As a politically fired-up Glastonbury 2017 ends, co-organiser Emily Eavis has said: “It has to be the best one yet.”
Ed Sheeran was due to be the Sunday night headliner, completing a line-up that saw Radiohead, Foo Fighters and – in a secret set – the Killers take to the stages of Worthy Farm over the three-day festival.
The spirited atmosphere was helped by an absence of torrential rain and thick mud, but also by the heightened political temperature.
After an impassioned speech by Jeremy Corbyn on Saturday afternoon drew a bigger crowd than Friday-night headliners Radiohead, on Sunday it was the turn of the shadow chancellor, John McDonnell. He attacked Conservative government policies, which he said had directly led to the tragedy at Grenfell Tower where at least 79 people lost their lives.
Grenfell was also a focus of Stormzy’s Saturday night set as, wearing a T-shirt emblazoned with the name of the tower, he told the crowds: “In light of recent events at Grenfell Tower, we are urging the authorities to tell the fucking truth, first and foremost. We’re urging the authorities to fucking do something first and foremost.”
“We’re urging the fucking government to be held accountable for the fuckery, and we ain’t gonna stop until we get what we deserve.”
Heightened precautions and police presence following the attacks in Manchester and London Bridge meant that festival security costs reached around £1m per day.
This will be the last Glastonbury for two years, with a fallow year planned for 2018 to give the land – and the neighbours – a break. However, Michael Eavis, founder of the festival, said that despite it being hard work, he was “already regretting” the choice to take a year off, and said that while it was 100% confirmed, “there’s one band I want to re-form – if they re-form, I’ll change my mind”.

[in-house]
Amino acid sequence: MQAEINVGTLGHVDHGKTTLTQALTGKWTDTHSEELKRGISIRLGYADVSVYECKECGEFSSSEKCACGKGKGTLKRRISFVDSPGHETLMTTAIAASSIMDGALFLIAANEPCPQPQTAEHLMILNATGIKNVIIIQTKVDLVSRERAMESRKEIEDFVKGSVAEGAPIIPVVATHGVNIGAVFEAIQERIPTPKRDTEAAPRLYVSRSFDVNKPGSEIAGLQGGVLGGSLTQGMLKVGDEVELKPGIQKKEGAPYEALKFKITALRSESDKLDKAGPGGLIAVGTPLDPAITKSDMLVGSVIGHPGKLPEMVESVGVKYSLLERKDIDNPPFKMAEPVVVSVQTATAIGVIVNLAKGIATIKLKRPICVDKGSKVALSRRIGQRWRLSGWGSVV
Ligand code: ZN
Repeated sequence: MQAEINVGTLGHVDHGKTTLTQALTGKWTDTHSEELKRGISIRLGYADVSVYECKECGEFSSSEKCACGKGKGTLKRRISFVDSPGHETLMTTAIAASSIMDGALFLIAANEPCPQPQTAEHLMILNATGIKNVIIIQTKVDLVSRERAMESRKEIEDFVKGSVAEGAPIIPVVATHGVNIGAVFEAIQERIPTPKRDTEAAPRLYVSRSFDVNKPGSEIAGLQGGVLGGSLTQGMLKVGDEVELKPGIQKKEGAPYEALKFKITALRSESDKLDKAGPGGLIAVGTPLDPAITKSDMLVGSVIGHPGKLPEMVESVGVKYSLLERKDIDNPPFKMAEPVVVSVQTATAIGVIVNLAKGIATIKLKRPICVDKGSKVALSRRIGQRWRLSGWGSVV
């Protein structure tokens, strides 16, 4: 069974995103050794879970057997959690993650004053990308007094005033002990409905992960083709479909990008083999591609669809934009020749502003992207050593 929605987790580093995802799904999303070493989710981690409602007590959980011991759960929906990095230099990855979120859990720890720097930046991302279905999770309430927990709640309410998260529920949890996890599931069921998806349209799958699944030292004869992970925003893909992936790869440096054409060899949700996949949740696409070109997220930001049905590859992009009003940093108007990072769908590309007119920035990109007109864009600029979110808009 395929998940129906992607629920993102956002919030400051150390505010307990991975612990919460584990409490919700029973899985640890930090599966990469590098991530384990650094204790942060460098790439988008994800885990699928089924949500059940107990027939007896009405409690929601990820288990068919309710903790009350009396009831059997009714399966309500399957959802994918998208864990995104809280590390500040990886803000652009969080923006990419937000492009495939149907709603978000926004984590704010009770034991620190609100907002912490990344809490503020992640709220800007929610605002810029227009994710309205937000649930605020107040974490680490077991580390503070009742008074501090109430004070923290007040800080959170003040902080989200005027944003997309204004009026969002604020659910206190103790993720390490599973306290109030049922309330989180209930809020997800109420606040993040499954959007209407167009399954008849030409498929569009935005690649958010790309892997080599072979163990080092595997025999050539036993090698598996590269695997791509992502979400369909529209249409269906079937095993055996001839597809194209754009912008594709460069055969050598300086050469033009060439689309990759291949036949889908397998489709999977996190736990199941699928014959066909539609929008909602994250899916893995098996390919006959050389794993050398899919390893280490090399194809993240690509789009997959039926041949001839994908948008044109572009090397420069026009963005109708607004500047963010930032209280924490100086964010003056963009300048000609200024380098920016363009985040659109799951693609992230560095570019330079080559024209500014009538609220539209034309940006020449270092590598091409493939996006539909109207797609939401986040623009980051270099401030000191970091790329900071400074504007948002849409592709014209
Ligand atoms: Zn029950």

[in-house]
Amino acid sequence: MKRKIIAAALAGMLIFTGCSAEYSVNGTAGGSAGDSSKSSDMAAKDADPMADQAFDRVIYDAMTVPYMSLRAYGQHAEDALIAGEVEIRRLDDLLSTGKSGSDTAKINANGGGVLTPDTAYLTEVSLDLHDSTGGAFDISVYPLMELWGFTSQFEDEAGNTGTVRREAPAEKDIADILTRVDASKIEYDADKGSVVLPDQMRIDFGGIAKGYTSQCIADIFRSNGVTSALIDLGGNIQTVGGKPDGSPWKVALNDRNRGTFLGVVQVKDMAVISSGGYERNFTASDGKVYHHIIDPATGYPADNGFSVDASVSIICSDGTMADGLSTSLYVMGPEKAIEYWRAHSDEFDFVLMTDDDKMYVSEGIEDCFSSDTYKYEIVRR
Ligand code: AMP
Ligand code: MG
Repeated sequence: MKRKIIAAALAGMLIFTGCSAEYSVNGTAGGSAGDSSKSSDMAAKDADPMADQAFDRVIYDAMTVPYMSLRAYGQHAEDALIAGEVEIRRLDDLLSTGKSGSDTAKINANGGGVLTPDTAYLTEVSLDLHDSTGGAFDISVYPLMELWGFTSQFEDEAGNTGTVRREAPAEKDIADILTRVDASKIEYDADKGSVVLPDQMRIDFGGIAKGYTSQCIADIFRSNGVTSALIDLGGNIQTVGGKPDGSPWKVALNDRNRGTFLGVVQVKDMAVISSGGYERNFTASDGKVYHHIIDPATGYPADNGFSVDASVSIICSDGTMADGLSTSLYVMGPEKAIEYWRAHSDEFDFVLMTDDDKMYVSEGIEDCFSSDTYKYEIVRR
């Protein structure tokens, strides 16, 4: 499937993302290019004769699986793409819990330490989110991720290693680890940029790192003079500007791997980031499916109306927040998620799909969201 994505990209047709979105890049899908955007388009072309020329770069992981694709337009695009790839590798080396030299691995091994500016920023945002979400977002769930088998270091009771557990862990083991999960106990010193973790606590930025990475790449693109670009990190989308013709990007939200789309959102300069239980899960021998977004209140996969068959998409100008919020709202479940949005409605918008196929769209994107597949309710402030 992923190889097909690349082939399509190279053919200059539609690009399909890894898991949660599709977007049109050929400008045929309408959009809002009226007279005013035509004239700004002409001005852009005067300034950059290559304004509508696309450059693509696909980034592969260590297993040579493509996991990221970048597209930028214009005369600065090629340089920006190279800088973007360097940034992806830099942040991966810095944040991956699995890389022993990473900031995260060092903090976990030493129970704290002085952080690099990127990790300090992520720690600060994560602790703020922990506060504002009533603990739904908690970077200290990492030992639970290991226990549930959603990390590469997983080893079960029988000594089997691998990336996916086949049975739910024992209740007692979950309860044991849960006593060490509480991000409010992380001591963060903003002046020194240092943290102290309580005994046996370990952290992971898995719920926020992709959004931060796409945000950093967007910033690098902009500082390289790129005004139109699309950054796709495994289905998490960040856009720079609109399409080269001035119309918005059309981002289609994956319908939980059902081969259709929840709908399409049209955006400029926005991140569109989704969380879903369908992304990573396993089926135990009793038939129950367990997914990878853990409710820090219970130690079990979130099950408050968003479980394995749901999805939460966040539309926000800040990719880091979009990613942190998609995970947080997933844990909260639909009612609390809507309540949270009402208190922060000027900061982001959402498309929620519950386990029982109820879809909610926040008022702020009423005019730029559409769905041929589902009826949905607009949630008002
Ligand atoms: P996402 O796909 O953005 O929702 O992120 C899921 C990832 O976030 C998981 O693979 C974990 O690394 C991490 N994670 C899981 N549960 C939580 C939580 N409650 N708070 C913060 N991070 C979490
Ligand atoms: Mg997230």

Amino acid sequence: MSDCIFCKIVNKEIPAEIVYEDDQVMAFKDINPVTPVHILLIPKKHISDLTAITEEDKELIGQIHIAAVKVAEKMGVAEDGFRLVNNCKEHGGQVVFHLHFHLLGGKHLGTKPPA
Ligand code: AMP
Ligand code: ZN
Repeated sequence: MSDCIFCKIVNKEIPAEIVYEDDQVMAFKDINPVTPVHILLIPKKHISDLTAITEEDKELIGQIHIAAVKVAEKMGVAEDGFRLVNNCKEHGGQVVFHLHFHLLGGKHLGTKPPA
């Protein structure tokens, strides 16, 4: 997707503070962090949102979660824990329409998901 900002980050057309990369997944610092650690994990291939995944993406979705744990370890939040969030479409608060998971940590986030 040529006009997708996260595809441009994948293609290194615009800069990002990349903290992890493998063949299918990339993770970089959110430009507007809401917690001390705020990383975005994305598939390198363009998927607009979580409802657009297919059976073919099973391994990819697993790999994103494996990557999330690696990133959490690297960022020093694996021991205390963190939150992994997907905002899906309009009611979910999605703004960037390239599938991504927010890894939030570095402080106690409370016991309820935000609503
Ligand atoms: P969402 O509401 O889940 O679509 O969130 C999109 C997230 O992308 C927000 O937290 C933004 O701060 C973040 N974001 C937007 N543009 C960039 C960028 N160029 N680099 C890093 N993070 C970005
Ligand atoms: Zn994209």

He would not give anything else away, but added: “It’s not One Direction.”
“It gives us a chance to reflect and everybody has a chance to recover and come back with fresh ideas,” said Emily. It was after the fallow year in 2006 that the festival came back with two new areas, the Park Stage and the new edition to the south-east “naughty corner”, the dance area Block9.
Michael and Emily Eavis were adamant the festival would return again in 2019, and confirmed they had already booked acts for their 50th birthday in 2020.
“Half a century,” he said. “It’s an incredible feat, actually. We’ve been through so many struggles to get here.” Despite his five decades curating Glastonbury, Eavis said he still had a wishlist of bands he was hoping to entice to the festival.
Fleetwood Mac are one, but “they’ve got so many managers”.
“We can’t get them to agree a price,” he said. “Stevie Nicks would be good. Maybe we’ll get here her on her own.”
He admitted he was also still holding out for a Smiths reunion: “I haven’t told them that yet – that’s next week’s job.”
The wheels are also already in motion for a smaller festival away from the Worthy Farm site, which will happen “possibly in 2021. Eavis described the new festival venture, to be called The Variety Bazaar, as the “last big gamble of my life”.
He added: “We have no plans to stop doing the festival here, but we want to try something in another location away from the farm. It’s still very much in the planning stages, but we’ve got to be brave enough to have a go.”
Festival-goers who were soaking up a final blast of Sunday sunshine said they had been rejuvenated by the political spirit of this year’s Glastonbury and expressed their sadness they would have to wait a whole two years to return to the farm.
“People are a lot happier this time, last year you definitely felt the effect of Brexit,” said George Blackman, 26. “People were sombre, this time they’re talking about Jeremy and Labour, they’re more optimistic.
“I’m incredibly disappointed about it not being on next year. It costs a lot but it’s totally worth it.”